I have often found myself drawn to men of color. In high school, a handsome, Black athlete made my body feel something that no white boy in high socks had ever been able to do. My attraction to him was magnetic — and I justified it as such to my white girlfriends who just “weren’t into Black guys.” Being a student at a majority-white high school, I shamefully felt the need to justify my attraction to a minority student by referring to it as “carnal.” It couldn’t just be attraction. It couldn’t avoid explanation. It had to be because my body was heavy with desire, or because he was a great guy. It had to be because of something, because we were different, and because otherwise, to my peers, to this world, it wouldn’t make sense.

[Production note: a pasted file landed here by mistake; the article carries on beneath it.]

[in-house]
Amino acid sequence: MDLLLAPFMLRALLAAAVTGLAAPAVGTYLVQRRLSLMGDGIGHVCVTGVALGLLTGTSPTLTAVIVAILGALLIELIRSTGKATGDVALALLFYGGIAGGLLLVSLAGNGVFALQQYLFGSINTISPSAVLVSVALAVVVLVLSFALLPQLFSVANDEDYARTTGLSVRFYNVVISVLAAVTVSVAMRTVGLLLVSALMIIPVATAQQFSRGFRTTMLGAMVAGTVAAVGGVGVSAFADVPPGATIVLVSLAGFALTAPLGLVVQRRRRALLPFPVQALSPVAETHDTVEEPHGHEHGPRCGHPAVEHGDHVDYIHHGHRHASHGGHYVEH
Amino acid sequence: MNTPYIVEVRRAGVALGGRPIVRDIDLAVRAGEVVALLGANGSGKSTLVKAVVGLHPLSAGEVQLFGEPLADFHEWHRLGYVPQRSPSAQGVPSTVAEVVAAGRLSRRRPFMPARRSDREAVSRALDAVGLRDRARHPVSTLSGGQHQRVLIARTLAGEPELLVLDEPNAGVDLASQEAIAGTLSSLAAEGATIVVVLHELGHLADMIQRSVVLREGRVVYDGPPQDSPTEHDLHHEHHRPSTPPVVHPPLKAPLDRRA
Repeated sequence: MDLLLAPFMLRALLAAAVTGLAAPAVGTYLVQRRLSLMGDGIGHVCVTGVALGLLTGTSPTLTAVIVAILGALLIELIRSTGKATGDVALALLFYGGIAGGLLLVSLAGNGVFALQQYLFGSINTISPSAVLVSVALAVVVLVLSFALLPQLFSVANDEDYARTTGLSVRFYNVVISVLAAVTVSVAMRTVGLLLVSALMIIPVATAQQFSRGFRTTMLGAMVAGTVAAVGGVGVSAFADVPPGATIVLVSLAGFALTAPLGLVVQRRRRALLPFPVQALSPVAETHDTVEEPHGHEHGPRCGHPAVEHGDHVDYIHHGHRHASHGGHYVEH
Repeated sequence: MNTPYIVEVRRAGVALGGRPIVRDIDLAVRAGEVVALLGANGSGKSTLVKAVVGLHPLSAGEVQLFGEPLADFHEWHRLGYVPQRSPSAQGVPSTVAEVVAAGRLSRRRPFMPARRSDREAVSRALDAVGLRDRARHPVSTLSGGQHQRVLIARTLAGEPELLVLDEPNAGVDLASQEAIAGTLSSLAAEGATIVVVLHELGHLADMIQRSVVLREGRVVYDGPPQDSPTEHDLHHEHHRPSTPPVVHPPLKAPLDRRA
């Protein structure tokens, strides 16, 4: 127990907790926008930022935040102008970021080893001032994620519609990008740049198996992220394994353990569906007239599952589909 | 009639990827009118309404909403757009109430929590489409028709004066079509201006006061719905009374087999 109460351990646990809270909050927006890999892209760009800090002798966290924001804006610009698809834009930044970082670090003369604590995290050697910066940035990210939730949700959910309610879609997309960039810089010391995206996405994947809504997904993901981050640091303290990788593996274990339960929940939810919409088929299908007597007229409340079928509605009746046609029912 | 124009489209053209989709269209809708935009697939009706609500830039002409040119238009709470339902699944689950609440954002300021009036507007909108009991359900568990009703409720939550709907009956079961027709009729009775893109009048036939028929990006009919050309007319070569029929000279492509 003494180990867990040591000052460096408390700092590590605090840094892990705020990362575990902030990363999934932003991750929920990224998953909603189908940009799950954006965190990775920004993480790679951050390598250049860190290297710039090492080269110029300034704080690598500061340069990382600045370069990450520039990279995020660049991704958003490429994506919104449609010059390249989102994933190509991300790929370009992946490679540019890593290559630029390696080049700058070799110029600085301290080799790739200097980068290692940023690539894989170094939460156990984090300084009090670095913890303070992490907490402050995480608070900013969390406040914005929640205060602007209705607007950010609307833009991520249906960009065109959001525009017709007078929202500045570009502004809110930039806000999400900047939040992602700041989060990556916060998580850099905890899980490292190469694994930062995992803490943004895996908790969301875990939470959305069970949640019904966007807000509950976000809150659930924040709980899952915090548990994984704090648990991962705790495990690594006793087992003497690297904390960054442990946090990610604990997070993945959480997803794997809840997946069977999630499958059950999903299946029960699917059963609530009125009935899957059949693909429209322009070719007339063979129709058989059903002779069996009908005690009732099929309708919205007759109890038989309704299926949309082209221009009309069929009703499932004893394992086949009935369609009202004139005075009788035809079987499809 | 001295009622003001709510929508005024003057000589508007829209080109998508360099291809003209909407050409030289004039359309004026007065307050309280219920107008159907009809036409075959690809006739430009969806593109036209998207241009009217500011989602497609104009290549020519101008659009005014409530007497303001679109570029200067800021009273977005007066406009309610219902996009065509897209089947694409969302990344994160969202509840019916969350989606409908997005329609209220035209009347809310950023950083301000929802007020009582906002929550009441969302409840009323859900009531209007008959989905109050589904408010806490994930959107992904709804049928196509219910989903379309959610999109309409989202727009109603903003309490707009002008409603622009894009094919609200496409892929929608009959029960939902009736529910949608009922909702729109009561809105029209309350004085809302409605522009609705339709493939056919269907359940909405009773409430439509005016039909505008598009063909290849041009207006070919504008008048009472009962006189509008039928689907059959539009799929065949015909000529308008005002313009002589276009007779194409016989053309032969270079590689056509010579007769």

My oldest sister, a college student at the time, proposed a biological explanation: “You’re probably attracted to Black guys because biologically you want to diversify your gene pool for your offspring.” Freshly immersed in evolutionary anthropology classes, she tended to overanalyze situations that required no analysis. There was the opposing argument that same-race preferences in sexual relationships actually benefitted the biological fitness of one’s offspring. The latter argument, the racist argument, was the one the majority of our white bodies abided by.